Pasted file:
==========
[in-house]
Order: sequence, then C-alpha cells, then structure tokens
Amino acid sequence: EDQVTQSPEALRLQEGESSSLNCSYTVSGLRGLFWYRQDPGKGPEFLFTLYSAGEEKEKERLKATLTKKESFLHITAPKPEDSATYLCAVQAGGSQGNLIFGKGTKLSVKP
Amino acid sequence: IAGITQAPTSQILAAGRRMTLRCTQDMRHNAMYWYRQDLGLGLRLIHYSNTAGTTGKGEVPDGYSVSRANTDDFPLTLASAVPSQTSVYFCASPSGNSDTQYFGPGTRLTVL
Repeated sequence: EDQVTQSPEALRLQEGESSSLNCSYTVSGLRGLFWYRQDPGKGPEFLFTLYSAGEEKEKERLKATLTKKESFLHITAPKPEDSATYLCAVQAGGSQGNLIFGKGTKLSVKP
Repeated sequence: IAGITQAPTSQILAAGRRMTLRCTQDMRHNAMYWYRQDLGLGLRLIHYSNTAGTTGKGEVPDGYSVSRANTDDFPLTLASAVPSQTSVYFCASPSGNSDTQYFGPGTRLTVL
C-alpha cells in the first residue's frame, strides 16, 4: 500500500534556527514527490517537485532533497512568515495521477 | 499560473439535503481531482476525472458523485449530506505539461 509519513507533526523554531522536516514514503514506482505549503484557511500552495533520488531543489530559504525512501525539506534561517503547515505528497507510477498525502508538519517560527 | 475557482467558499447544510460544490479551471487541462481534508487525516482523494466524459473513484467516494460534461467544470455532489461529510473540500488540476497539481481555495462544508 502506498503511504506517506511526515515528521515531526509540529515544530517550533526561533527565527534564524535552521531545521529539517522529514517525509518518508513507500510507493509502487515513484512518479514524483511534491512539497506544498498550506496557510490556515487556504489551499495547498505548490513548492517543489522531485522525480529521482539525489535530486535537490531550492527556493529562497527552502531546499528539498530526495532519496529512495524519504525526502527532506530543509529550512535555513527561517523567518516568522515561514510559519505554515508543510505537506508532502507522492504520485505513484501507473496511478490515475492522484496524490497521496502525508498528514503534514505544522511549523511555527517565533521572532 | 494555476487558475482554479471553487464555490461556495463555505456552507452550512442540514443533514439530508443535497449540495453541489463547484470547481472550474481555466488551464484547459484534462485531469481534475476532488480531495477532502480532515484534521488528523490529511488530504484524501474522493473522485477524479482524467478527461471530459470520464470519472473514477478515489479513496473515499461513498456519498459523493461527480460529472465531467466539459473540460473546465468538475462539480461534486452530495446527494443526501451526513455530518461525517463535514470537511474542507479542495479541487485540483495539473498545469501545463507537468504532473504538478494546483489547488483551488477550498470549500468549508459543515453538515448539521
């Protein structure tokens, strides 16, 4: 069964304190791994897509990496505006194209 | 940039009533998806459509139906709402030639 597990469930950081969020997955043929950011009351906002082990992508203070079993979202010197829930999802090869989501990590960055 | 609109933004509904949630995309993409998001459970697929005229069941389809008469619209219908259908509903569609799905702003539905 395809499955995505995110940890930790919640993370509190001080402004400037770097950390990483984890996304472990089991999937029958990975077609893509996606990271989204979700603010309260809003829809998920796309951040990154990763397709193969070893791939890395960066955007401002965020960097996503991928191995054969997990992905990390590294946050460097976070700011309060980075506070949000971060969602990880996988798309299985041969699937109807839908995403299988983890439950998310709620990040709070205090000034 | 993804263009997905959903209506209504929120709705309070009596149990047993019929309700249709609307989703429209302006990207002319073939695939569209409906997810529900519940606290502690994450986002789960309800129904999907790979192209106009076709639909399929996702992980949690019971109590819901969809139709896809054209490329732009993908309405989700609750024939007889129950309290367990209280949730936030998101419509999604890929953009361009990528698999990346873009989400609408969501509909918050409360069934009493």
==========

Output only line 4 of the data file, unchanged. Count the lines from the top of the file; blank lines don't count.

Amino acid sequence: IAGITQAPTSQILAAGRRMTLRCTQDMRHNAMYWYRQDLGLGLRLIHYSNTAGTTGKGEVPDGYSVSRANTDDFPLTLASAVPSQTSVYFCASPSGNSDTQYFGPGTRLTVL